Union Pacific, the nation's largest railroad company, is a choice place to assess the gap between the dream and the reality of what's commonly called the "Internet of things." Like a lot of technology movements, the Internet of things is easy to describe but hard to execute. It means putting sensors on all manner of machines to collect data, linking them over wired and wireless networks, and then applying data analytics to assess when a train's wheel needs replacing, a power plant needs fixing, a soybean field needs watering, or a patient needs reviving.
Union Pacific and other companies are doing some of that kind of analytics today. Companies that succeed in the future will have to do much more of it, so it's critical to know the barriers and constraints--which brings us to Union Pacific headquarters in Omaha, Neb.
UP has been in the same business for 150 years, hauling railcars full of coal, grain, manufactured goods, and people across the plains and mountains of the Western U.S. To run the railroad of the future, it's putting more emphasis on a new skill: predicting the future.
[Union Pacific CIO Lynden Tennison is among the IT leaders speaking at the InformationWeek 500 conference. Register to attend Sept. 10. ]
For example, UP would like to be able to predict when a wheel is going to fail weeks before it causes a 1.5-mile-long, 20,000-ton coal train running at 70 miles per hour to derail, risking lives, causing delays, and losing the company money. UP has been using technology to predict and prevent derailments for well over a decade. It has placed infrared sensors every 20 miles on its tracks to take about 20 million temperature readings of train wheels a day to look for overheating, a sign of impending failure. It has trackside microphones to listen for growling bearings in the wheels. For its biggest and heaviest coal trains, it even shoots ultrasound images--like those used to see a fetus in the womb--to look for flaws inside wheels.
Data is sent via fiber-optic cables that run alongside UP's tracks back to its Omaha-area data centers. There, complex pattern-matching algorithms flag the outliers, letting experts decide within five minutes of taking a reading whether a driver should pull a train off the track for inspection, or perhaps just slow it from 70 to 35 mph until it can be repaired at the next station. Using all of these technologies, UP has cut bearing-related derailments by 75%.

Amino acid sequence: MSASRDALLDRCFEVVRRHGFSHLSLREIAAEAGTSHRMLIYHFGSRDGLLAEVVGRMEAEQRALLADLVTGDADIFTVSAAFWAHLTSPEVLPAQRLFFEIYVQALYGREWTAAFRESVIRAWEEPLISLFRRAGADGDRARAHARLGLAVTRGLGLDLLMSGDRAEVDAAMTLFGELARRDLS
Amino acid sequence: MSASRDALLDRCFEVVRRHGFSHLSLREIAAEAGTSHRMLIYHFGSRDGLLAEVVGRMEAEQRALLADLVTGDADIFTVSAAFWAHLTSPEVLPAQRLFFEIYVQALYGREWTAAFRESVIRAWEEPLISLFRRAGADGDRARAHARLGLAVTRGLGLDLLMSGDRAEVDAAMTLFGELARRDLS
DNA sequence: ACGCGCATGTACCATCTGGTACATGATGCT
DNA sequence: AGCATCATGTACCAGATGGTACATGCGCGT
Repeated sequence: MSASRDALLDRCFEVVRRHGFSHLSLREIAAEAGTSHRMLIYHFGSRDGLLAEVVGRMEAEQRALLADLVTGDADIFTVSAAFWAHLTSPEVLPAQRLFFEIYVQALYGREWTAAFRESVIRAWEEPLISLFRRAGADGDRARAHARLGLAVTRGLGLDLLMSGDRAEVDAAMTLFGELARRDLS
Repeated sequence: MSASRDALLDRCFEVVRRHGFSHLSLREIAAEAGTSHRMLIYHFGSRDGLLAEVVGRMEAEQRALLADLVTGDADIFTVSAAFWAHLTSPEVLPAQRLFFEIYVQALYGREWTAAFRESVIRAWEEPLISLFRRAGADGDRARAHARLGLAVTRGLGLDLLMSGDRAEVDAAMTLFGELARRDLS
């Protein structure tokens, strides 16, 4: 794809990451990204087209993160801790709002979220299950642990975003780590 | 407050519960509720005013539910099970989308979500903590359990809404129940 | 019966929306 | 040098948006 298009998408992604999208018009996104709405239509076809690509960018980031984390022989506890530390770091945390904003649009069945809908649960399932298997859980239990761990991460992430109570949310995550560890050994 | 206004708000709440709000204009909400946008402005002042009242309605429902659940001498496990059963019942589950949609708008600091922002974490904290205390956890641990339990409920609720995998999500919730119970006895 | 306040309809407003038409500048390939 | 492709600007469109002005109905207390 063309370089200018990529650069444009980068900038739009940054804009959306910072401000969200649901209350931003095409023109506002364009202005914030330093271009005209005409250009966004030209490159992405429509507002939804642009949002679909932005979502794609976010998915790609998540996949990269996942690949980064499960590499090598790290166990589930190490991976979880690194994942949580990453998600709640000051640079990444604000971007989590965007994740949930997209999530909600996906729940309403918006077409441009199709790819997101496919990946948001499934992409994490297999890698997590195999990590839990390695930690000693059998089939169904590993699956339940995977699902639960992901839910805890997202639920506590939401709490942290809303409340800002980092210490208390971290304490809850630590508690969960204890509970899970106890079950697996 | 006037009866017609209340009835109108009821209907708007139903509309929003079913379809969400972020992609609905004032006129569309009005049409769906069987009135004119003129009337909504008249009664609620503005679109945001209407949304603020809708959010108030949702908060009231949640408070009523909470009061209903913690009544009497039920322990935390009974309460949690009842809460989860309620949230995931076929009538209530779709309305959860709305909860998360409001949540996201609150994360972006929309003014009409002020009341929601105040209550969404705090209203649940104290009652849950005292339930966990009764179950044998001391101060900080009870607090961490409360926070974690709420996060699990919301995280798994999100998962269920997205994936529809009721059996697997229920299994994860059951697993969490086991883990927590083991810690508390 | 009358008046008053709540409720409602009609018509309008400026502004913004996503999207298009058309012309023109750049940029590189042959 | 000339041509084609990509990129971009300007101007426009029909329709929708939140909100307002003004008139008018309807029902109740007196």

But the railroad isn't content. Slowing a train to half speed slows the entire network, since the trains behind it on the tracks must slow as well. Stopping a train at a station midroute is a lot better than stopping it out on the track, or having a derailment, but it still bungs up the network.
CIO Lynden Tennison would love to someday get rid of all of those wayside sensors and instead put tiny sensors, called motes, directly on the wheels, bearings, door locks, and more, and collect the data wirelessly. That way, UP could predict weeks out when most repairs are needed and do them when a train is between deliveries and at a major hub. But there's a long list of obstacles to achieving this dream network:
Wireless coverage isn't everywhere. Sensors are too expensive. Unlimited data can't be instantly analyzed, even by today's computers. Algorithms can't replace human judgment. Location data is incomplete. Batteries are too short-lived. "Those are all things that will come," Tennison says.
Until then, he and his team of 2,000 IT pros keep pushing today's technology to make UP a smarter railroad, testing the limits of the Internet of things as they go.